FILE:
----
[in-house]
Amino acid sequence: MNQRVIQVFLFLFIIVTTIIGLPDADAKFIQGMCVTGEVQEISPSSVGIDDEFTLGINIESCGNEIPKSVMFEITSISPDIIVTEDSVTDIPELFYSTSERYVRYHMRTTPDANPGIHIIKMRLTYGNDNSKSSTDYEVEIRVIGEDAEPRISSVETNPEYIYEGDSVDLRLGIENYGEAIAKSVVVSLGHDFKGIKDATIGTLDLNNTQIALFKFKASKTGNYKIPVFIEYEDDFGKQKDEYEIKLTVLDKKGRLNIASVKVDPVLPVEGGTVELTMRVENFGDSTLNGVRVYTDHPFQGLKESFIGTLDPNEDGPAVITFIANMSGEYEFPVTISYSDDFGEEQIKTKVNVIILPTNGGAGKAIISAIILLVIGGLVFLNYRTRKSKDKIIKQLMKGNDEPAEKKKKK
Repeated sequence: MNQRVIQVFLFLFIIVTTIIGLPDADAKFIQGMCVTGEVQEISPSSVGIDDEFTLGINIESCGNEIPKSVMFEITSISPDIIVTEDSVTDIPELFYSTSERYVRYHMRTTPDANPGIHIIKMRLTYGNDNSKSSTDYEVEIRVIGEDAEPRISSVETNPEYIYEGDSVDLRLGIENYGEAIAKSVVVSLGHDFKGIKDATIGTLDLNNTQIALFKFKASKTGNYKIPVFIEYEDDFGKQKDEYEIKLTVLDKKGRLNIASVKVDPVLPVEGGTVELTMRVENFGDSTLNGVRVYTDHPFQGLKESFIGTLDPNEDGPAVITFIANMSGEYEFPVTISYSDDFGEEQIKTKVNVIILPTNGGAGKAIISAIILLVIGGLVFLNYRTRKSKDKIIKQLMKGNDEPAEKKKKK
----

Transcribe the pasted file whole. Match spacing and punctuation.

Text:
[in-house]
Amino acid sequence: MNQRVIQVFLFLFIIVTTIIGLPDADAKFIQGMCVTGEVQEISPSSVGIDDEFTLGINIESCGNEIPKSVMFEITSISPDIIVTEDSVTDIPELFYSTSERYVRYHMRTTPDANPGIHIIKMRLTYGNDNSKSSTDYEVEIRVIGEDAEPRISSVETNPEYIYEGDSVDLRLGIENYGEAIAKSVVVSLGHDFKGIKDATIGTLDLNNTQIALFKFKASKTGNYKIPVFIEYEDDFGKQKDEYEIKLTVLDKKGRLNIASVKVDPVLPVEGGTVELTMRVENFGDSTLNGVRVYTDHPFQGLKESFIGTLDPNEDGPAVITFIANMSGEYEFPVTISYSDDFGEEQIKTKVNVIILPTNGGAGKAIISAIILLVIGGLVFLNYRTRKSKDKIIKQLMKGNDEPAEKKKKK
Repeated sequence: MNQRVIQVFLFLFIIVTTIIGLPDADAKFIQGMCVTGEVQEISPSSVGIDDEFTLGINIESCGNEIPKSVMFEITSISPDIIVTEDSVTDIPELFYSTSERYVRYHMRTTPDANPGIHIIKMRLTYGNDNSKSSTDYEVEIRVIGEDAEPRISSVETNPEYIYEGDSVDLRLGIENYGEAIAKSVVVSLGHDFKGIKDATIGTLDLNNTQIALFKFKASKTGNYKIPVFIEYEDDFGKQKDEYEIKLTVLDKKGRLNIASVKVDPVLPVEGGTVELTMRVENFGDSTLNGVRVYTDHPFQGLKESFIGTLDPNEDGPAVITFIANMSGEYEFPVTISYSDDFGEEQIKTKVNVIILPTNGGAGKAIISAIILLVIGGLVFLNYRTRKSKDKIIKQLMKGNDEPAEKKKKK